"Some even think that people will one day connect their brains together, via the internet, to form an enormous collective super-brain ... Internationally, neuroscientists have gone a step further, sending information from one brain into another to create a brain-to-brain interface, or BBI. Researchers have even made one person move when another person wants them to, all by connecting their brains.

"At the cutting edge of this technology, things get a little weirder. In 2013 researchers from Harvard Medical School announced they had made a device that allowed a human volunteer to move a rat’s tail via thought alone. That same year, neuroscientists from the University of Washington sent brain signals via the internet from one individual wearing an electroencephalography (EEG) headset to another with a transcranial magnetic stimulation (TMS) device, remotely controlling the recipient’s hand movements.

"One person, watching a computer game, imagined moving their hand to shoot down an enemy missile. His thoughts stimulated another person’s finger to hit the trigger at the appropriate time ... Rumors that the US military is funding research in this area only add to concerns about frightening potential uses. Could people be forced to move or act against their will, or have their innermost thoughts and feelings extracted from their head? The answer, at the moment, is almost certainly no."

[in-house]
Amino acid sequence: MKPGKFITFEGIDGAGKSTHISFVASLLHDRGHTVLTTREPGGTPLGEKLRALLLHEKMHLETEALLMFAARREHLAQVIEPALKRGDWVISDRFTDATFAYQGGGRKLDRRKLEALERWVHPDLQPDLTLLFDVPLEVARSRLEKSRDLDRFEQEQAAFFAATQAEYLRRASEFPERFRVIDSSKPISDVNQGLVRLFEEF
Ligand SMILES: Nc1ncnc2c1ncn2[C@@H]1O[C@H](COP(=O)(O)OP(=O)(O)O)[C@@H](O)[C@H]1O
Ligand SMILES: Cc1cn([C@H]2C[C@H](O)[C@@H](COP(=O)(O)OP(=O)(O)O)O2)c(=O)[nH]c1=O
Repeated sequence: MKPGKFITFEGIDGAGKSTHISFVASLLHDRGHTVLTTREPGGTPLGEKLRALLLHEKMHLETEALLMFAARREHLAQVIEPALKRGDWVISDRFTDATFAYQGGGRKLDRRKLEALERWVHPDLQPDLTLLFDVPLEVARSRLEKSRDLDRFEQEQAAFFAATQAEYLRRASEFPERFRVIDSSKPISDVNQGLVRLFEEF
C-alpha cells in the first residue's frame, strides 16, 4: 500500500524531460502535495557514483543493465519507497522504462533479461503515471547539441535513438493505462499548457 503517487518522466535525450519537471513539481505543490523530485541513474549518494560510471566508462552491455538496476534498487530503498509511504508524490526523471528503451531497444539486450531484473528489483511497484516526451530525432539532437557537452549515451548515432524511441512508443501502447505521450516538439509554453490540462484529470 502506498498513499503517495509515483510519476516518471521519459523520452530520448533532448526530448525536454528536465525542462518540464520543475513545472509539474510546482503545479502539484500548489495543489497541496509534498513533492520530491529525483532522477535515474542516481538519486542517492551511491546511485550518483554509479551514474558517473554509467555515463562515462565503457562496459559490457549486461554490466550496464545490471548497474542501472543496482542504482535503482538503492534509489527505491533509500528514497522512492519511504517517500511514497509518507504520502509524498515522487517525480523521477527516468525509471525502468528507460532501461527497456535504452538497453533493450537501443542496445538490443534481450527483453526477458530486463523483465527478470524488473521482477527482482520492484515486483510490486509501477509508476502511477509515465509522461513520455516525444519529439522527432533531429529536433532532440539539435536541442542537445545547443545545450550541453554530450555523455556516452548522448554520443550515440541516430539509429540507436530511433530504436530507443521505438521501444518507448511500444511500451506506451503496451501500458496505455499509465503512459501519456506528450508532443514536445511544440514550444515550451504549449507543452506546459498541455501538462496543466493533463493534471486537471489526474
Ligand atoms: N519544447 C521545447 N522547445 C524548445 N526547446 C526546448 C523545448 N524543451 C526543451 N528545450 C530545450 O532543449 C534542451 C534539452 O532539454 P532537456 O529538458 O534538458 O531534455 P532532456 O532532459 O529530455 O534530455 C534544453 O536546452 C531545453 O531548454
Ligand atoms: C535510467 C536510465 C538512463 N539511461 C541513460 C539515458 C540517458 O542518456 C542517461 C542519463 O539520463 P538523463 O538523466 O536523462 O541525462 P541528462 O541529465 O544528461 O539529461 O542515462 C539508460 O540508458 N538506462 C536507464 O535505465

In 2012, Professor Thomas Baldwin told 'The Daily Mail', the US military was actively trying to develop weapons that could be controlled by the thought waves of a soldier thousands of miles away via a computer, "It is not just science fiction. If you really can make contact with thoughts and get devices controlled by them, then you can have funny kinds of warfare. I don’t think it is unrealistic if you have the unlimited funds of the Pentagon to project ourselves towards some kind of Star Wars future."

In what described as human-to-human 'mind control' (or thought control), Michael Millar of BBC News reported in 2013, one researcher at the University of Washington was playing a computer game with his mind while across campus, another researcher carried out the command through sending a signal via the internet. Andrea Stocco told the BBC, "The internet was a way to connect computers, and now it can be a way to connect brains. The next step is having a more equitable two-way conversation directly between the two brains."

Daniel Wilson wrote 'Robopocalypse' observed, "It has sparked a discussion of how brain-to-brain interfaces (or thought control) might impact society in the future. Although the experimental set-up is too narrow to have practical value, it certainly makes us think." Dr Ian Pearson added, "We are not in the realms of creating zombies. When we have full links into the brain directly and you can control someone like a robot then we might have problems. Whether it turns to slavery or state control - who knows; you could write any number of sci-fi books about that."